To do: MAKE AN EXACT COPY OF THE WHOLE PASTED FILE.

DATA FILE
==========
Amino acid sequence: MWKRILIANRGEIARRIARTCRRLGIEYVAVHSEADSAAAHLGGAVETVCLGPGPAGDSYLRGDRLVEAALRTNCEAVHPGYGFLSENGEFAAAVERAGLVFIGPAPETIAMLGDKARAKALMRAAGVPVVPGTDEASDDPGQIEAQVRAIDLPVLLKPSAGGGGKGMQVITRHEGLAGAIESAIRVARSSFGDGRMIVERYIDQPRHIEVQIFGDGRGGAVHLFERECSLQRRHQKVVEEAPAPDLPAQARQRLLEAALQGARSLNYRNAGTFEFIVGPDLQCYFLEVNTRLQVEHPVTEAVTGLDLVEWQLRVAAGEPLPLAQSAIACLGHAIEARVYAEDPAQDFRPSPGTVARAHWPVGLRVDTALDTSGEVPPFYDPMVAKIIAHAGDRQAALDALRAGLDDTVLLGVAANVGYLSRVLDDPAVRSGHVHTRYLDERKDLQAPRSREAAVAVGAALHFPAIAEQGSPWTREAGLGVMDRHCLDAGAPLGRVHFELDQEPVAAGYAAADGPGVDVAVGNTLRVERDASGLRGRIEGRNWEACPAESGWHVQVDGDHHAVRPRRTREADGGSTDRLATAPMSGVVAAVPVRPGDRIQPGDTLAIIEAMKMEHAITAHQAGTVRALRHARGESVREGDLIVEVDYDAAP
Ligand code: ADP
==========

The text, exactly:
Amino acid sequence: MWKRILIANRGEIARRIARTCRRLGIEYVAVHSEADSAAAHLGGAVETVCLGPGPAGDSYLRGDRLVEAALRTNCEAVHPGYGFLSENGEFAAAVERAGLVFIGPAPETIAMLGDKARAKALMRAAGVPVVPGTDEASDDPGQIEAQVRAIDLPVLLKPSAGGGGKGMQVITRHEGLAGAIESAIRVARSSFGDGRMIVERYIDQPRHIEVQIFGDGRGGAVHLFERECSLQRRHQKVVEEAPAPDLPAQARQRLLEAALQGARSLNYRNAGTFEFIVGPDLQCYFLEVNTRLQVEHPVTEAVTGLDLVEWQLRVAAGEPLPLAQSAIACLGHAIEARVYAEDPAQDFRPSPGTVARAHWPVGLRVDTALDTSGEVPPFYDPMVAKIIAHAGDRQAALDALRAGLDDTVLLGVAANVGYLSRVLDDPAVRSGHVHTRYLDERKDLQAPRSREAAVAVGAALHFPAIAEQGSPWTREAGLGVMDRHCLDAGAPLGRVHFELDQEPVAAGYAAADGPGVDVAVGNTLRVERDASGLRGRIEGRNWEACPAESGWHVQVDGDHHAVRPRRTREADGGSTDRLATAPMSGVVAAVPVRPGDRIQPGDTLAIIEAMKMEHAITAHQAGTVRALRHARGESVREGDLIVEVDYDAAP
Ligand code: ADP